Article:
High tide, rainfall caused Iloilo City flashfloods

High tide and rainfall overwhelmed Iloilo City’s drainage and triggered a flashflood afternoon of June 11. (ICDRRMO photo)

By Joseph Bernard A. Marzan

A combination of high tide and rainfall caused the “unexpected flooding” in Iloilo City on Tuesday, June 11, according to an official of the City Engineer’s Office (CEO).

Joel Gerasmia, chief of staff to City Engineer Salvador Pedregosa, told the media that rains combined with the high tide in the Iloilo River and overwhelmed the drainage systems.

Gerasmia said that the flood subsided right after the rain.

He cited the drainage system near La Paz district plaza which is under the jurisdiction of the Department of Public Works and Highways-Iloilo City District Engineering Office (DPWH-ICDEO). The drainage pours out into Rizal Creek.

“The water from the high tide entered, plus the water from the rain, and the drainages could not swiftly ferry out the water to the river, causing floodwaters to rise in that area [of the La Paz plaza],” he explained.

“We checked the drainage near La Paz Plaza. When we opened it up, there wasn’t much water. It was most likely the strong flow of rainwater that filled it up,” he added.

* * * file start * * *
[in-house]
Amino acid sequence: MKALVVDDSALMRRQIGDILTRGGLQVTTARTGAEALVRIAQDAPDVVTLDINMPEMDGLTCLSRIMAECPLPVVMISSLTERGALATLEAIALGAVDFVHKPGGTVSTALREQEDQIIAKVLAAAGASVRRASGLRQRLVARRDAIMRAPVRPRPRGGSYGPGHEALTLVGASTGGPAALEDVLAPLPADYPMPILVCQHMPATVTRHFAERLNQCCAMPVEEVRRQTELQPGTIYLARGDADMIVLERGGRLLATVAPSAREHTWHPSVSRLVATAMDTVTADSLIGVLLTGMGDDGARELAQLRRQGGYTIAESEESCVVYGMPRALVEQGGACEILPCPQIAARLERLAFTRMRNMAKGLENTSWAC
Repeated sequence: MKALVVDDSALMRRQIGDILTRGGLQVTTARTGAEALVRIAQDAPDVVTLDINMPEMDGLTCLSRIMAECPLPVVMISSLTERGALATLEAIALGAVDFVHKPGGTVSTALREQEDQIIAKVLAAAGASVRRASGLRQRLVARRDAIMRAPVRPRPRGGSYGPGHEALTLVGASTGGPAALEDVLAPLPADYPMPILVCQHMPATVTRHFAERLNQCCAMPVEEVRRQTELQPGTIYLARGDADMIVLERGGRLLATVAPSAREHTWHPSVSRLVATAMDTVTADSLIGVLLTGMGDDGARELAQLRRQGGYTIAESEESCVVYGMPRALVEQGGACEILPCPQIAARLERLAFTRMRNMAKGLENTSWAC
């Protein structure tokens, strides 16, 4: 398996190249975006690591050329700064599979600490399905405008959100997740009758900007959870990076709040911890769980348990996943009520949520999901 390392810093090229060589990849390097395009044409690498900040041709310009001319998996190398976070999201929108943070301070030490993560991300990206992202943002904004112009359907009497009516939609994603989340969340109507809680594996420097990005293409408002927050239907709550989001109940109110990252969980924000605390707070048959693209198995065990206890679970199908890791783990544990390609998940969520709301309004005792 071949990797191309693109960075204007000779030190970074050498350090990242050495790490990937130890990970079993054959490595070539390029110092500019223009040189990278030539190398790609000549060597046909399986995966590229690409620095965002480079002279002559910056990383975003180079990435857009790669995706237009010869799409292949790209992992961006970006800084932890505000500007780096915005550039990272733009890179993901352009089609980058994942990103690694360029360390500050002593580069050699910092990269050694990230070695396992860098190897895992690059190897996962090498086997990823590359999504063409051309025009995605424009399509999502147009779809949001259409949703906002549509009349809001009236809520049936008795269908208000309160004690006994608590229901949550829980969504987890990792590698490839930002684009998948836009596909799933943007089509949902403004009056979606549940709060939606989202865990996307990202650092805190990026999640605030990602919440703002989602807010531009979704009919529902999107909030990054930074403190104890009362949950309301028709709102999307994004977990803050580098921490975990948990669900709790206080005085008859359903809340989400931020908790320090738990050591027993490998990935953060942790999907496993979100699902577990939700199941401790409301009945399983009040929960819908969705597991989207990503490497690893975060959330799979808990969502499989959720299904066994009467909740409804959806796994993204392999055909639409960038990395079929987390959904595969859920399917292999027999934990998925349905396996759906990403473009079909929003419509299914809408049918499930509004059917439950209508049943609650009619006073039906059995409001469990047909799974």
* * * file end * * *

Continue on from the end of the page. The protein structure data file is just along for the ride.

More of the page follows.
Gerasmia said that their declogging operations yielded significant amounts of plastic waste, which contributed to drainage buildup.

While he was unable to provide exact figures, he said that their activities typically recover an average of 10 sacks of waste for every drainage they unclog.

“The major problem is waste being thrown by just anybody, which clogs our drains. When we look at the photos sent by our declogging teams, they collect many sacks. We place the waste into sacks and dispose of it at the Calajunan dumpsite,” he said.

“Most of what we see are plastics, but sometimes we also find vehicle tires, which clog our drainages badly. There were also folding beds seen under the drainages. But usually, it is plastic that our teams recover the most,” he added.

Gerasmia noted that the flooding occurred mostly in areas that are not connected to the floodgates of pumping stations along Jalandoni Street and Muelle Loney in City Proper.

“The problem is that there are no floodgates in areas with open canals where water can move in and out freely and these have not been finished by the DPWH,” he said.

He added that the CEO has been continuously pursuing declogging activities along the drainages, in collaboration with the DPWH-ICDEO for some systems under its jurisdiction.

They have identified priority areas for declogging based on information provided by the City Disaster Risk Reduction and Management Office.

“We have already started our clean-up drives long before the start of the rains. We have a team that conducts the declogging in the city,” he said.